Chances are you’ll have headed to a Drake & Morgan establishment. They’re dotted around the city, spreading their special brand of charm and quirky frivolity, each slightly different from the last. Whether it’s the industrial chic of The Refinery, the whimsy of The Folly, or the delightful library-esque style of The Happenstance, they’ve been gaining fans since the first site opened in 2008.
Flying The Flag
And now there’s a new arrival on the scene – one that is proudly announcing itself with the official Drake & Morgan name, and touting itself as a destination drinking and dining spot in King’s Cross. Sir Francis Drake and Captain Henry Morgan are the influences behind the title, and this pioneering influence seems to be a factor here. King’s Cross might not be the first place you’d think to head for a night of revelry, but this is due to change. Drake & Morgan has firmly settled itself with promises of a lively hub for anyone wanting a memorable night of cocktail culture and great, unpretentious food – with two gorgeous bars, a buzzing dining room and lounge area, as well as private dining options, unique ‘kitchen pods’ and an outdoor terrace, it is catering for every whim of the good time Londoner.
I Spy With My Little Eye
Drake and Morgan have always offered little escapes in the city – respites from the world where imagination can run wild. Their new site is no different. As we approached, charming clusters of tables outside and splashes of greenery from the terrace foliage drew us closer – no doubt in the summer this is going to be a buzzing and popular sun spot. The main dining room is spread over two levels, with plenty of seating – banquettes, booths and raised tables all offer a variety of options depending on the kind of visit you’re intending. On a Friday night there was an lively and infectious atmosphere – the glow from the open kitchen gave a warm, inviting feel to the large room, while the glass windows ensured there wasn’t any stuffiness. Soft leather furnishings, exposed piping and wooden floors create a comfortable mishmash and the feeling of eating in someones extended dining room. It felt much larger than the other D&M sites I’ve visited, and has an extra sense of elegance about it. Still, the charm remains, and I loved the large painting of the cow’s face that stares calmly at diners.
On first arrival, we decided to descend the dramatic sweeping staircase to the lower floor, where a rather resplendent bar holds court. Marble topped, with glassware glinting seductively, it’s the ideal place to perch and catch up with friends, or ensconce yourself in a leather booth. There’s a wonderful feeling of voyeurism here, as it almost feels like you’ve been granted entrance to the test kitchen of a mad mixologist.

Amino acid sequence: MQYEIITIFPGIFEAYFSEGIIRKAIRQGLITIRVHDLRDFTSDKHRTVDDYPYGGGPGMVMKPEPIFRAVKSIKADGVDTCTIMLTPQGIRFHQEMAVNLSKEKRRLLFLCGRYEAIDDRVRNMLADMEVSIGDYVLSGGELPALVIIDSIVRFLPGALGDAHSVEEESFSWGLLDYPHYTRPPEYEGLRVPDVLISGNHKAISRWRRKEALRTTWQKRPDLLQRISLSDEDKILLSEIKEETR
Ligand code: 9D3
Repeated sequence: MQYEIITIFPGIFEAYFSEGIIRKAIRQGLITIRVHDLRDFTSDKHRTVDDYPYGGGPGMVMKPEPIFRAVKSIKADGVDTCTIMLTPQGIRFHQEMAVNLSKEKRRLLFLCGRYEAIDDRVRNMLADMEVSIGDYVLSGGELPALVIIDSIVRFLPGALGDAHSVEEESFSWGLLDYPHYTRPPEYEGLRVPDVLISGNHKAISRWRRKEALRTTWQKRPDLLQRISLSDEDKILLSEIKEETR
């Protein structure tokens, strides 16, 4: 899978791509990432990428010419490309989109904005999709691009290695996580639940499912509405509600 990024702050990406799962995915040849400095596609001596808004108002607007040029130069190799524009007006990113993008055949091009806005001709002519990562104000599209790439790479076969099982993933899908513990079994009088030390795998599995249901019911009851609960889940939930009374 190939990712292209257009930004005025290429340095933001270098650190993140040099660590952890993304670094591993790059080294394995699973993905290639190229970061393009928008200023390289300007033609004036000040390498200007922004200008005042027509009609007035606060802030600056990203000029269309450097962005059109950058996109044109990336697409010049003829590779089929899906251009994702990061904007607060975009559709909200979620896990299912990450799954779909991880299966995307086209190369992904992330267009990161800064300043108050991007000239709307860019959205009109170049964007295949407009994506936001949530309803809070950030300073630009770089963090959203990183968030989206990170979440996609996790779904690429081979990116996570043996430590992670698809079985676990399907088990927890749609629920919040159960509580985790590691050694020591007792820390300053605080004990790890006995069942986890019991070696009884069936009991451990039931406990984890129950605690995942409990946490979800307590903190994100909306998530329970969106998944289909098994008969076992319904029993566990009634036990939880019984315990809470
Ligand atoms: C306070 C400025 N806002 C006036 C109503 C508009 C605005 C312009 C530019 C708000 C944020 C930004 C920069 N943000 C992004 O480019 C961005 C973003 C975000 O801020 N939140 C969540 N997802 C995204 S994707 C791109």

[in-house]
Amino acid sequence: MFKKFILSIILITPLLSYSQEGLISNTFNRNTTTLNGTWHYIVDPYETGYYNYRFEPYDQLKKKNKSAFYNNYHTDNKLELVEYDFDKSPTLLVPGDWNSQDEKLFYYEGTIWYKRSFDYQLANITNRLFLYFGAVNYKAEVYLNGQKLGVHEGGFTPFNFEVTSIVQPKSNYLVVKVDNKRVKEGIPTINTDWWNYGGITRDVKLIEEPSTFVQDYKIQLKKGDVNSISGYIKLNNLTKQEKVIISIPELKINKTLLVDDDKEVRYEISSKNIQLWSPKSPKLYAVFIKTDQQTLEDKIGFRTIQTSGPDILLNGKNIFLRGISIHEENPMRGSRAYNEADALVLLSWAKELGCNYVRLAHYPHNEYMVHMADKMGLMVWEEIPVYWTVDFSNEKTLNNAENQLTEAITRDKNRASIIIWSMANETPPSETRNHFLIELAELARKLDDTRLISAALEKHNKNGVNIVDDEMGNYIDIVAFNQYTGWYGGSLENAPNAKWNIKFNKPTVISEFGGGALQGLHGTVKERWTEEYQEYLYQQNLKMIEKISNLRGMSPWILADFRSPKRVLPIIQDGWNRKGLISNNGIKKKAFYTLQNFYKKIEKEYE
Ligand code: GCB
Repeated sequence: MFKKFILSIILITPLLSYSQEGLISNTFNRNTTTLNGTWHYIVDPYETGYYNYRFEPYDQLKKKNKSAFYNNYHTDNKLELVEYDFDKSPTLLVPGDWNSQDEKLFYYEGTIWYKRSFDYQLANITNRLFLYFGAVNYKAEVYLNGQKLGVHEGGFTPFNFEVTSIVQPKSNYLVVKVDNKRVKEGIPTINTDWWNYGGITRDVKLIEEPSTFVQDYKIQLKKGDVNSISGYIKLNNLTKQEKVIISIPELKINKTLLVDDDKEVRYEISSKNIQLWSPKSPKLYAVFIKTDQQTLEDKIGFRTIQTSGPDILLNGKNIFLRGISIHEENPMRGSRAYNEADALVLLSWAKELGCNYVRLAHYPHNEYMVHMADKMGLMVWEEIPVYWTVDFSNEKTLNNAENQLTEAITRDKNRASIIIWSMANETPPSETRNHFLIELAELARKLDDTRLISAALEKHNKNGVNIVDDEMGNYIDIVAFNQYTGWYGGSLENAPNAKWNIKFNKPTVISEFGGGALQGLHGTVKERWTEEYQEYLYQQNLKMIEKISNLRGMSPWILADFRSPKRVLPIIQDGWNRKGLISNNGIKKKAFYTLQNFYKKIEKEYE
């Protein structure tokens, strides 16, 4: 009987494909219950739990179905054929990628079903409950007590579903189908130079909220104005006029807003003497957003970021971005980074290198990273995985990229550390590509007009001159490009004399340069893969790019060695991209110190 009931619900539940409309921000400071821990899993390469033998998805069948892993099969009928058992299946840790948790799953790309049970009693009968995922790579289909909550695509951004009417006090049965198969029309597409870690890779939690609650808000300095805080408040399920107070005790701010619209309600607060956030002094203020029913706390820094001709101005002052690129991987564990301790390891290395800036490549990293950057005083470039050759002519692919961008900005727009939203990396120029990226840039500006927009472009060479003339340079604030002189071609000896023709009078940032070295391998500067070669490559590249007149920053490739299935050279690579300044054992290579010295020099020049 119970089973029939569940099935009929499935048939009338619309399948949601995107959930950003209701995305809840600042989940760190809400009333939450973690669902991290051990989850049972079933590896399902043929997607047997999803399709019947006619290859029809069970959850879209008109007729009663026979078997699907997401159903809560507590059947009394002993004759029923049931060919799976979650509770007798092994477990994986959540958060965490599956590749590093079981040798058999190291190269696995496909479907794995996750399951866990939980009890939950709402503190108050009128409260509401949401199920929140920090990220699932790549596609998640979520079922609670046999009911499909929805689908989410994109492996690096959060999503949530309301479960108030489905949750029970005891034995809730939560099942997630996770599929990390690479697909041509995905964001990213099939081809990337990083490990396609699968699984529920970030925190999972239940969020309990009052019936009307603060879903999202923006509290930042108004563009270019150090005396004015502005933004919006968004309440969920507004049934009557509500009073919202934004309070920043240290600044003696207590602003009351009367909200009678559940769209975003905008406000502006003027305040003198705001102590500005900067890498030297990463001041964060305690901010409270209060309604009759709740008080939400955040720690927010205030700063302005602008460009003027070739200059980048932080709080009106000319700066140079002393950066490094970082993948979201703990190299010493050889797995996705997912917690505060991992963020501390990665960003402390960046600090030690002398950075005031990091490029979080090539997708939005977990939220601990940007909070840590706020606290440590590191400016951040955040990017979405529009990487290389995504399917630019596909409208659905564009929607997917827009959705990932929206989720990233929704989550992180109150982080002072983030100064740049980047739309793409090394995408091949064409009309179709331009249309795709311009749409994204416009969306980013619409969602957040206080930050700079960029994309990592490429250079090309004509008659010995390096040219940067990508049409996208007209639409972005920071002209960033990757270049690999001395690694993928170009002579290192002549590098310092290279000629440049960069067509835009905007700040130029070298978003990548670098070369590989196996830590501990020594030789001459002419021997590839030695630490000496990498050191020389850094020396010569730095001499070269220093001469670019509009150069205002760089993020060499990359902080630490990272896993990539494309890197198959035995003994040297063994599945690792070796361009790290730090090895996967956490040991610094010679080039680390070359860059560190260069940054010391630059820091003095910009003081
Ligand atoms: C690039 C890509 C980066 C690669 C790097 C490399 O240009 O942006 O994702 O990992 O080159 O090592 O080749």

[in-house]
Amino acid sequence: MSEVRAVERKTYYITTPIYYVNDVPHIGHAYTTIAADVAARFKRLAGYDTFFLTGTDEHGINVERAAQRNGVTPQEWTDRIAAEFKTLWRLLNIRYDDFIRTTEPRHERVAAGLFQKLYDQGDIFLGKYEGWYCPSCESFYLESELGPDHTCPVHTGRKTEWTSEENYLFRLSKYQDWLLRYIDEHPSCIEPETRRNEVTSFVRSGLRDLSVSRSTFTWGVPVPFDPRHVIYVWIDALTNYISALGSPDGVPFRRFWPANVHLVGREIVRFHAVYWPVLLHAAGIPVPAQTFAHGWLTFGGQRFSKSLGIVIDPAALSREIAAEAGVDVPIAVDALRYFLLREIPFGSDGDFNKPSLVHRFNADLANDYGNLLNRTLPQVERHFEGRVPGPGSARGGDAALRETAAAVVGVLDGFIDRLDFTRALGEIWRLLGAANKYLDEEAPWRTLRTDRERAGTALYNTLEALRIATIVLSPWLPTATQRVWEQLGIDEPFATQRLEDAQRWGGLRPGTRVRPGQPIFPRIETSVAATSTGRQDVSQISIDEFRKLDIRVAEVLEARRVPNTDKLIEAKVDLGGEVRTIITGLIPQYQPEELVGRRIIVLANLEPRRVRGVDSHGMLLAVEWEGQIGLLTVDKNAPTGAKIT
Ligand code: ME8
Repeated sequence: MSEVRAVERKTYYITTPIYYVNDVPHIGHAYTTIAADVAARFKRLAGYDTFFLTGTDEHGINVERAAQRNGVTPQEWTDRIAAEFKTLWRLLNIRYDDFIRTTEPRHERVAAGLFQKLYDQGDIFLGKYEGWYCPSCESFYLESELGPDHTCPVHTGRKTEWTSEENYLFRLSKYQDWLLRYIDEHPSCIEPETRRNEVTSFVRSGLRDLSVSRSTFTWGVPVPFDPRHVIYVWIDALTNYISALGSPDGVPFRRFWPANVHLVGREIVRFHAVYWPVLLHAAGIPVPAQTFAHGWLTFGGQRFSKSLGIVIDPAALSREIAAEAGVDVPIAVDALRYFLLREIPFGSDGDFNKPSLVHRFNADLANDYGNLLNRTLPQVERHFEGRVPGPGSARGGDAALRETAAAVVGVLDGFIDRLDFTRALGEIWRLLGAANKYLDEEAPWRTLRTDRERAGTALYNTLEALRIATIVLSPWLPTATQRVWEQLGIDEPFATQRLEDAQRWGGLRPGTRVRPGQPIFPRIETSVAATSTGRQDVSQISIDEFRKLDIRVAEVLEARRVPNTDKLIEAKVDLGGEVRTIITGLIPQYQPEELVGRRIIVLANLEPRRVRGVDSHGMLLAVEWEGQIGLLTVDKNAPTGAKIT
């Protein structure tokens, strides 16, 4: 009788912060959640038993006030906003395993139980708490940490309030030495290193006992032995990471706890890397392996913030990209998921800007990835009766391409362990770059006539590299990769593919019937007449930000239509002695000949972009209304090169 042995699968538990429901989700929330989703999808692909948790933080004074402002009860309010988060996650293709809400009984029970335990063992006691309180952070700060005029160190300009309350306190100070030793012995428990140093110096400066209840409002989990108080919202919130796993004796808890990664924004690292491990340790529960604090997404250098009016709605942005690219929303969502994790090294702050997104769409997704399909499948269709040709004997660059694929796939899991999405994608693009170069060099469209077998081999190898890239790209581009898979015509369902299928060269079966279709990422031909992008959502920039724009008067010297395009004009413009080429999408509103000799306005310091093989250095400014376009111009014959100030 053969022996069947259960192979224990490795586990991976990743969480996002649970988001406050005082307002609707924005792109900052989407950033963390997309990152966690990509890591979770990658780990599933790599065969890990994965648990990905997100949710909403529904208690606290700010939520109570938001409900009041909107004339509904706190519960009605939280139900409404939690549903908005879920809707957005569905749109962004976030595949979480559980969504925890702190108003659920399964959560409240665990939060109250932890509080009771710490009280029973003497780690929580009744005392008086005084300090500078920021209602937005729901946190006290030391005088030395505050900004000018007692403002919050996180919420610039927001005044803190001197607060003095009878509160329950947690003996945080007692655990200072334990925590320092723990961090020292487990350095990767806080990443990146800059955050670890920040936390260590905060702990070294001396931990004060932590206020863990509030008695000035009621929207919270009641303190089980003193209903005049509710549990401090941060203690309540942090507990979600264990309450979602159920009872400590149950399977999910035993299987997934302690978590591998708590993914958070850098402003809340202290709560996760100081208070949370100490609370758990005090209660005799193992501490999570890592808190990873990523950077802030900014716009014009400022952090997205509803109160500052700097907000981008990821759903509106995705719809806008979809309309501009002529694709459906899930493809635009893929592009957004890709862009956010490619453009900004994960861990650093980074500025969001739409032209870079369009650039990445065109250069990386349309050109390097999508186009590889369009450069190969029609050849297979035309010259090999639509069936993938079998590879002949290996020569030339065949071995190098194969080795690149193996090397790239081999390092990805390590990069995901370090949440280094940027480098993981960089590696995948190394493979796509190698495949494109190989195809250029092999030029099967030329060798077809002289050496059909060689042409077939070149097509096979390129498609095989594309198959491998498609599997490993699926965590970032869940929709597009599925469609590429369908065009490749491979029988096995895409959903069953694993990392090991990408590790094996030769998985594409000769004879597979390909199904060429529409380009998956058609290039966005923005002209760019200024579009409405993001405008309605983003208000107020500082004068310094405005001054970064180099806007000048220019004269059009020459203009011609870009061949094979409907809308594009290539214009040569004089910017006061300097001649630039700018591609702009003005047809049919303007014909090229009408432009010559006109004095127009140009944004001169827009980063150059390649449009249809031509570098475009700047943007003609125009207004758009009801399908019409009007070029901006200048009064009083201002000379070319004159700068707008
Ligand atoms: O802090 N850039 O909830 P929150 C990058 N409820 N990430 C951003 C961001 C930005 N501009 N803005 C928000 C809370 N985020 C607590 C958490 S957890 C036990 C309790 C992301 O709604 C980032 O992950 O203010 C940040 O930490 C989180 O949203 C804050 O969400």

Drake and Morgan have made a name for themselves as cocktail maestros, and I was pleased to see some brand new concoction that make the most of current spirit trends. Although heavily tempted by the Bourbon Washed Negroni and the Goodnight Tommy (combining tequila and Aztec chocolate bitters), my eye eventually settled on the Naked Slap and Tickle. Combining Aperol, Tanqueray gin, yellow chartreuse, rhubarb, vanilla shrub and my favourite tipple of the moment, Mezcal, it arrived in a coupe glass a lovely shimmering gold. The taste was fabulous – the smoky pow of the mezcal had been tempered expertly with gin and the more delicate flavours, to create a complex and layered drink. My partner was indulging in a Lemongrass Collins – I snaffled a sip and was impressed by the balance of exotic ingredients. I can definitely imagine sinking a few more exciting libations in this underground den, forgetting that there was a busy world stomping above my head.
Food, Glorious Food
Delicious yet unfussy food; beautifully presented; using locally sourced ingredients; all made lovingly. This is the calling card of Drake & Morgan dishes, and is reflected in the new menu by Head Chef David Green. The focus is on small plates, the grill and comforting larger dishes – ideal for autumn. We began with two small plates that both shone in their own way – the Seared Rare Tuna fairly melted in the mouth, leaving behind the zing of sesame and ginger, while the Blackwood Cheese Curd served with courgette was unlike anything we’d had before, and was lifted in sensational style with a curry emulsion.
On to the main course, and the chill autumnal night outside, combined with the golden glow of the open kitchen, had me in the mood for comfort food. Enter the Lobster Mac n’ Cheese – decadent, luxurious, and yet also delightfully hearty. It arrived piping hot, the top bubbling slightly and coated in crisp breadcrumbs. When it had cooled I dug my cutlery in to find huge chunks of succulent lobster nuzzling next to curls of pasta, all swimming in gooey melted cheese. Needless to say, the dish was devoured, along with a sensational Pencarrow Estate Sauvignon Blanc from Martinborough, New Zealand.
For dessert I couldn’t avoid the Salted Caramel Tart, combined with an Espresso Martini. It was rich, indulgent, with sweet pastry and just the right amount of salt to lift the caramel.
As my dining partner and I fought over the last mouthful, laughing over the wonderful dinner we’d had and wishing we didn’t have to actually leave into the cold night, I realised the attraction that Drake & Morgan in King’s Cross would have. It’s the ideal place to just sit and relax. It does all the hard work for you. Don’t know if you want a chic cocktail bar or somewhere a bit more casual? Shared nibbles or a hearty meal? An intimate meal for two or a booth for a group? They have it all. All you need to know is you can arrive, put yourself in the expert hands of the staff, and be assured of a good night where you’l leave feeling satisfied. And that, surely, is what will make it a key destination restaurant going into 2016.